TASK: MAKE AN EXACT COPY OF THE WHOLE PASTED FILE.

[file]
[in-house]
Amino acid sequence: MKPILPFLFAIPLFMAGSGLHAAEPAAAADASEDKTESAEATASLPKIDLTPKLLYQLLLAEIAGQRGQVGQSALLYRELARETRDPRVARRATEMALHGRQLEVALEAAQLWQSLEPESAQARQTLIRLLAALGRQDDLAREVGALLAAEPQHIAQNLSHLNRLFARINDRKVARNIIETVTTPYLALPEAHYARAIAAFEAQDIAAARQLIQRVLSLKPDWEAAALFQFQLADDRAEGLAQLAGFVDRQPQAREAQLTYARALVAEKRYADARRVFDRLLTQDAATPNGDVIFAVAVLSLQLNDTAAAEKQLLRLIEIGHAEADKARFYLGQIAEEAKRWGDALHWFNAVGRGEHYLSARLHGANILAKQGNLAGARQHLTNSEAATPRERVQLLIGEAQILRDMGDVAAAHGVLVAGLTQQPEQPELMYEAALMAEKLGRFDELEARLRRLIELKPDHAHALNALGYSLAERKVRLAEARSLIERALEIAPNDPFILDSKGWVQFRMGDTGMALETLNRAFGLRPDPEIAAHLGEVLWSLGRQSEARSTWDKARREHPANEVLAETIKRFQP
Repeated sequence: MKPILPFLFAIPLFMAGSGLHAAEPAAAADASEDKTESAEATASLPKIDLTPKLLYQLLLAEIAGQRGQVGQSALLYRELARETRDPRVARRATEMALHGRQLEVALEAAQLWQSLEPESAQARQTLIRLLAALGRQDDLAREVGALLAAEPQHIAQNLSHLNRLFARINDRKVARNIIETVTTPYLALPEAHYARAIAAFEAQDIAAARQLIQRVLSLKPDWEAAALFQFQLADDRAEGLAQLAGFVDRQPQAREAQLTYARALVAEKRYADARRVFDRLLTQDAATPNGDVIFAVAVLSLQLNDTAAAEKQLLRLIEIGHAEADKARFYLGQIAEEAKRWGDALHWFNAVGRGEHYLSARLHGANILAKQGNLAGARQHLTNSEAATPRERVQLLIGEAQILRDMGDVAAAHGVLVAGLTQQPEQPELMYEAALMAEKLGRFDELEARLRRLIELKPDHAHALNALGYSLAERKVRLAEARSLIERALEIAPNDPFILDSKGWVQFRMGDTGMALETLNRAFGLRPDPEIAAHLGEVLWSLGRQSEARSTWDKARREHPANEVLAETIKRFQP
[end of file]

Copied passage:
[in-house]
Amino acid sequence: MKPILPFLFAIPLFMAGSGLHAAEPAAAADASEDKTESAEATASLPKIDLTPKLLYQLLLAEIAGQRGQVGQSALLYRELARETRDPRVARRATEMALHGRQLEVALEAAQLWQSLEPESAQARQTLIRLLAALGRQDDLAREVGALLAAEPQHIAQNLSHLNRLFARINDRKVARNIIETVTTPYLALPEAHYARAIAAFEAQDIAAARQLIQRVLSLKPDWEAAALFQFQLADDRAEGLAQLAGFVDRQPQAREAQLTYARALVAEKRYADARRVFDRLLTQDAATPNGDVIFAVAVLSLQLNDTAAAEKQLLRLIEIGHAEADKARFYLGQIAEEAKRWGDALHWFNAVGRGEHYLSARLHGANILAKQGNLAGARQHLTNSEAATPRERVQLLIGEAQILRDMGDVAAAHGVLVAGLTQQPEQPELMYEAALMAEKLGRFDELEARLRRLIELKPDHAHALNALGYSLAERKVRLAEARSLIERALEIAPNDPFILDSKGWVQFRMGDTGMALETLNRAFGLRPDPEIAAHLGEVLWSLGRQSEARSTWDKARREHPANEVLAETIKRFQP
Repeated sequence: MKPILPFLFAIPLFMAGSGLHAAEPAAAADASEDKTESAEATASLPKIDLTPKLLYQLLLAEIAGQRGQVGQSALLYRELARETRDPRVARRATEMALHGRQLEVALEAAQLWQSLEPESAQARQTLIRLLAALGRQDDLAREVGALLAAEPQHIAQNLSHLNRLFARINDRKVARNIIETVTTPYLALPEAHYARAIAAFEAQDIAAARQLIQRVLSLKPDWEAAALFQFQLADDRAEGLAQLAGFVDRQPQAREAQLTYARALVAEKRYADARRVFDRLLTQDAATPNGDVIFAVAVLSLQLNDTAAAEKQLLRLIEIGHAEADKARFYLGQIAEEAKRWGDALHWFNAVGRGEHYLSARLHGANILAKQGNLAGARQHLTNSEAATPRERVQLLIGEAQILRDMGDVAAAHGVLVAGLTQQPEQPELMYEAALMAEKLGRFDELEARLRRLIELKPDHAHALNALGYSLAERKVRLAEARSLIERALEIAPNDPFILDSKGWVQFRMGDTGMALETLNRAFGLRPDPEIAAHLGEVLWSLGRQSEARSTWDKARREHPANEVLAETIKRFQP